• Post Reply Bookmark Topic Watch Topic
  • New Topic
programming forums Java Mobile Certification Databases Caching Books Engineering Micro Controllers OS Languages Paradigms IDEs Build Tools Frameworks Application Servers Open Source This Site Careers Other all forums
this forum made possible by our volunteer staff, including ...
Marshals:
  • Campbell Ritchie
  • Ron McLeod
  • Paul Clapham
  • Bear Bibeault
  • Junilu Lacar
Sheriffs:
  • Jeanne Boyarsky
  • Tim Cooke
  • Henry Wong
Saloon Keepers:
  • Tim Moores
  • Stephan van Hulst
  • Tim Holloway
  • salvin francis
  • Frits Walraven
Bartenders:
  • Scott Selikoff
  • Piet Souris
  • Carey Brown

JSF : Differenc e between attribute and property of a component

 
Ranch Hand
Posts: 52
  • Mark post as helpful
  • send pies
  • Quote
  • Report post to moderator
Hi

I would really appreciate if any one can let me know what is a property of a component and attribute of a component in jsf world.

In faces-config.xml file we can define information about a component

<!ELEMENT component (description*, display-name*, icon*,
component-type, component-class, attribute*, property*,
component-extension*)>

So what is a attribute of a component and what is property of a component
attribute*,
property*,

<!ELEMENT attribute (description*, display-name*, icon*,
attribute-name, attribute-class, default-value?, suggestedvalue?,
attribute-extension*)>


<!ELEMENT property (description*, display-name*, icon*,
property-name, property-class, default-value?, suggested-value?,
property-extension*)>

Both look very similar

Any inputs or pointers is highly appreciated.

Regards,
Vijay V
 
Author
Posts: 106
  • Mark post as helpful
  • send pies
  • Quote
  • Report post to moderator

Originally posted by Vijay Venkat:
Hi

I would really appreciate if any one can let me know what is a property of a component and attribute of a component in jsf world.
[...]



The core components in JSF are "rendering independant", meaning that they define behavior that is the same no matter how they are rendered. For example, a UICommand component can be rendered as a link or a button, but the behavior is the same. Another examples is a UIInput, which may be rendered as one input field for text input, or as three fields for year, month and day input, or as four fields for credit card number input; the core component behavior is the same no matter how it's rendered.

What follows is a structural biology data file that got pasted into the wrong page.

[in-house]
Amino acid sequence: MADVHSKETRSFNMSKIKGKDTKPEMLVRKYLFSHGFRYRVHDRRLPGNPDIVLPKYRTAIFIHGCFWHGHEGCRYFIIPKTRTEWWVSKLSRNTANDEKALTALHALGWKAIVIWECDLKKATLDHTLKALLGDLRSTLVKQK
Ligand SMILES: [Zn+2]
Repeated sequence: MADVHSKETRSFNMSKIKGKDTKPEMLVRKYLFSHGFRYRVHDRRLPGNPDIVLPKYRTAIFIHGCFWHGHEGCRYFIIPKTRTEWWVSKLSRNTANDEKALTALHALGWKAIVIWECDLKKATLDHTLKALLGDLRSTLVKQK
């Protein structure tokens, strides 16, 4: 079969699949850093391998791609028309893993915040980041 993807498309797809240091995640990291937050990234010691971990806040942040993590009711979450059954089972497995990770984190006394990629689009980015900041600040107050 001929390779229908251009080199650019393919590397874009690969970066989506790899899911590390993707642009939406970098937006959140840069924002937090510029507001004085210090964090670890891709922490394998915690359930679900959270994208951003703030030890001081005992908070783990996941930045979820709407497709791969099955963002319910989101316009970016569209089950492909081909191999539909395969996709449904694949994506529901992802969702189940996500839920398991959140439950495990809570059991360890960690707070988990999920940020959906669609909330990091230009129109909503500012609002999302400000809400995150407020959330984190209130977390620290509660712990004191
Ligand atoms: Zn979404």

The rendering and decoding of input for a component is delegated to a separate Renderer attached to the component. So, for instance, if you want a UICommand rendered as a link, you attach a Link renderer; if you want a button, you attach a Button renderer.

With that background, it's easy to describe the distinction between a component "property" and an "attribute".

All rendering independent configuration items for a component are specified as a set of regular bean properties, i.e., by type-safe get and set methods. For the UICommand component, "action" is one example, used to bind the component to a method invoked when the command is triggered.

All rendering dependent configuration items are specified as generic attributes, represented by entries in an attributes Map that the Renderer attached to the component reads. UICommand/Button examples are "alt", "disabled", "style", and all the other HTML attributes that are supported by an HTML <input type="submit"> element. Using generic attributes for rendering dependent stuff makes it easy to develop new Renderers that need new configuration items, because the component class doesn't have to be modified with new bean get/set methods.
[ June 12, 2004: Message edited by: Hans Bergsten ]
 
Vijay Venkat
Ranch Hand
Posts: 52
  • Mark post as helpful
  • send pies
  • Quote
  • Report post to moderator
Hans thanks for the clear explanation
 
With a little knowledge, a cast iron skillet is non-stick and lasts a lifetime.
    Bookmark Topic Watch Topic
  • New Topic